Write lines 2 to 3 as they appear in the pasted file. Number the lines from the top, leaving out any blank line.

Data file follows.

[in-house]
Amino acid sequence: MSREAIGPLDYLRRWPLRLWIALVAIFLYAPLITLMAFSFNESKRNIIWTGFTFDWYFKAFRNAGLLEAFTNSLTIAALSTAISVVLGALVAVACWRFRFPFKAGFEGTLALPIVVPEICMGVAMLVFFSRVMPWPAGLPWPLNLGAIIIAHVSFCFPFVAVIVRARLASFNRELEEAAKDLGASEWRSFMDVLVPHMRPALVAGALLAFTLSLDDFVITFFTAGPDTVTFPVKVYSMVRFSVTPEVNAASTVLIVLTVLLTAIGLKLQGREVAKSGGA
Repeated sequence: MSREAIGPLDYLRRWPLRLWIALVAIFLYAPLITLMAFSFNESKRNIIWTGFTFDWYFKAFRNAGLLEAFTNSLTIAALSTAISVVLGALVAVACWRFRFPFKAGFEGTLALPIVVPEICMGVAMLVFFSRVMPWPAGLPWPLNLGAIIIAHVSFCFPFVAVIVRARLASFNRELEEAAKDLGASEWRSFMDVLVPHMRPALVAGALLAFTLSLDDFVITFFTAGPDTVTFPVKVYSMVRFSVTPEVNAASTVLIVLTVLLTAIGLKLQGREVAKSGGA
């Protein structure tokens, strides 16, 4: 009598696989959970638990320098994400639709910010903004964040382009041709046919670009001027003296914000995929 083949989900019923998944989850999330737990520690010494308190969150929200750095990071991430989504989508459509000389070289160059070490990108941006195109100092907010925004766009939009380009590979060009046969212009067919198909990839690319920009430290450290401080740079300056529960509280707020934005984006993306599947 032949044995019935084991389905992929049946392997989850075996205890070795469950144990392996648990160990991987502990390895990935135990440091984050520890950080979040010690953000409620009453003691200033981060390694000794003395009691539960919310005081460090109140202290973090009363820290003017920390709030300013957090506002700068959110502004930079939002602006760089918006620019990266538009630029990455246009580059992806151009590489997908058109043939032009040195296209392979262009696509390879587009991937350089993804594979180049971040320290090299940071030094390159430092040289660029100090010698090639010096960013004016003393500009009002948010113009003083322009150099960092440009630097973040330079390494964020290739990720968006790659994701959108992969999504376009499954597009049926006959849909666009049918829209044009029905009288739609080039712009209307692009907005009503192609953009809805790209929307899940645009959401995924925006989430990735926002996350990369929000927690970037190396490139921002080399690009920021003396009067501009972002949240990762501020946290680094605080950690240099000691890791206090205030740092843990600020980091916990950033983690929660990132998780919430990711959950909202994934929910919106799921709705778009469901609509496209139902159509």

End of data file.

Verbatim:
Amino acid sequence: MSREAIGPLDYLRRWPLRLWIALVAIFLYAPLITLMAFSFNESKRNIIWTGFTFDWYFKAFRNAGLLEAFTNSLTIAALSTAISVVLGALVAVACWRFRFPFKAGFEGTLALPIVVPEICMGVAMLVFFSRVMPWPAGLPWPLNLGAIIIAHVSFCFPFVAVIVRARLASFNRELEEAAKDLGASEWRSFMDVLVPHMRPALVAGALLAFTLSLDDFVITFFTAGPDTVTFPVKVYSMVRFSVTPEVNAASTVLIVLTVLLTAIGLKLQGREVAKSGGA
Repeated sequence: MSREAIGPLDYLRRWPLRLWIALVAIFLYAPLITLMAFSFNESKRNIIWTGFTFDWYFKAFRNAGLLEAFTNSLTIAALSTAISVVLGALVAVACWRFRFPFKAGFEGTLALPIVVPEICMGVAMLVFFSRVMPWPAGLPWPLNLGAIIIAHVSFCFPFVAVIVRARLASFNRELEEAAKDLGASEWRSFMDVLVPHMRPALVAGALLAFTLSLDDFVITFFTAGPDTVTFPVKVYSMVRFSVTPEVNAASTVLIVLTVLLTAIGLKLQGREVAKSGGA